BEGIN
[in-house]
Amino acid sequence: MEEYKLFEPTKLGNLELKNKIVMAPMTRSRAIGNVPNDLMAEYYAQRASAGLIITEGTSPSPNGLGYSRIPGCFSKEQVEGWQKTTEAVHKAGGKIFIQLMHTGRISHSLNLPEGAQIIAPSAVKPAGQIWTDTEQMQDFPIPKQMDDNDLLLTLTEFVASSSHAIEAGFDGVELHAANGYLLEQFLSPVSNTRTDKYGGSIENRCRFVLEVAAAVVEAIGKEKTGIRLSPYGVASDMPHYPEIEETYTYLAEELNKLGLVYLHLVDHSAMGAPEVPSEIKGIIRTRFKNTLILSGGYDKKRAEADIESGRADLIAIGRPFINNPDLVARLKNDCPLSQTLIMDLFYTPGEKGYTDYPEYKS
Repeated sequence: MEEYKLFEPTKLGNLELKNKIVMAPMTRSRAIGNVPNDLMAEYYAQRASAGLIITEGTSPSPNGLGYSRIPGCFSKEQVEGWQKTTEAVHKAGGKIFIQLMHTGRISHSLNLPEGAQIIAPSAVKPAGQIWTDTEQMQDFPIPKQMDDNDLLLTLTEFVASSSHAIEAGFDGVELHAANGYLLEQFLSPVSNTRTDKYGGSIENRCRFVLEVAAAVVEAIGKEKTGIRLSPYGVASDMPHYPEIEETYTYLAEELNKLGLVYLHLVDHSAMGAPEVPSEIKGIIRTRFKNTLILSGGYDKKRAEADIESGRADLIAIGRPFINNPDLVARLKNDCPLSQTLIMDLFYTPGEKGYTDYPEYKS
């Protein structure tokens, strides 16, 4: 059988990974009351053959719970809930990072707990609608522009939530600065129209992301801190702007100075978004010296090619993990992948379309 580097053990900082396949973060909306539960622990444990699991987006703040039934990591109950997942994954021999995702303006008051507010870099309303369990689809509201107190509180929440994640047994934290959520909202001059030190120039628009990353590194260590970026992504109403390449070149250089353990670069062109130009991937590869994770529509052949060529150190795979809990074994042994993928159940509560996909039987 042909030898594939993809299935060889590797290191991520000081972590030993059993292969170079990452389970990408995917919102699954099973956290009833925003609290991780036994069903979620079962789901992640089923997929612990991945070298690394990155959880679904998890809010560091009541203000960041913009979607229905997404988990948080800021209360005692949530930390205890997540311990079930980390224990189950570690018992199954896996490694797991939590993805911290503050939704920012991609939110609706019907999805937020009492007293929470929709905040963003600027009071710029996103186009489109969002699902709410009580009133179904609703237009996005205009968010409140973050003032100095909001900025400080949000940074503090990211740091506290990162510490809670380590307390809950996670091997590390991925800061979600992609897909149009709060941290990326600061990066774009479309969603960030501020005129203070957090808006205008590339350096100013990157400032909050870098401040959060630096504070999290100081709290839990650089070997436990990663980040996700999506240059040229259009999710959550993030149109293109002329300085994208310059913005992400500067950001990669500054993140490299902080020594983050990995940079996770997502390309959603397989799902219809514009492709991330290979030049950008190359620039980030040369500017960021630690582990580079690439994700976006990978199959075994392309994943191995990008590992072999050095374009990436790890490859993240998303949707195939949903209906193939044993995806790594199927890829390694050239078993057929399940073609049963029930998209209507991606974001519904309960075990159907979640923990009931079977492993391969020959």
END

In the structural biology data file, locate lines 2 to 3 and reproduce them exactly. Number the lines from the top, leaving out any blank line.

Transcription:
Amino acid sequence: MEEYKLFEPTKLGNLELKNKIVMAPMTRSRAIGNVPNDLMAEYYAQRASAGLIITEGTSPSPNGLGYSRIPGCFSKEQVEGWQKTTEAVHKAGGKIFIQLMHTGRISHSLNLPEGAQIIAPSAVKPAGQIWTDTEQMQDFPIPKQMDDNDLLLTLTEFVASSSHAIEAGFDGVELHAANGYLLEQFLSPVSNTRTDKYGGSIENRCRFVLEVAAAVVEAIGKEKTGIRLSPYGVASDMPHYPEIEETYTYLAEELNKLGLVYLHLVDHSAMGAPEVPSEIKGIIRTRFKNTLILSGGYDKKRAEADIESGRADLIAIGRPFINNPDLVARLKNDCPLSQTLIMDLFYTPGEKGYTDYPEYKS
Repeated sequence: MEEYKLFEPTKLGNLELKNKIVMAPMTRSRAIGNVPNDLMAEYYAQRASAGLIITEGTSPSPNGLGYSRIPGCFSKEQVEGWQKTTEAVHKAGGKIFIQLMHTGRISHSLNLPEGAQIIAPSAVKPAGQIWTDTEQMQDFPIPKQMDDNDLLLTLTEFVASSSHAIEAGFDGVELHAANGYLLEQFLSPVSNTRTDKYGGSIENRCRFVLEVAAAVVEAIGKEKTGIRLSPYGVASDMPHYPEIEETYTYLAEELNKLGLVYLHLVDHSAMGAPEVPSEIKGIIRTRFKNTLILSGGYDKKRAEADIESGRADLIAIGRPFINNPDLVARLKNDCPLSQTLIMDLFYTPGEKGYTDYPEYKS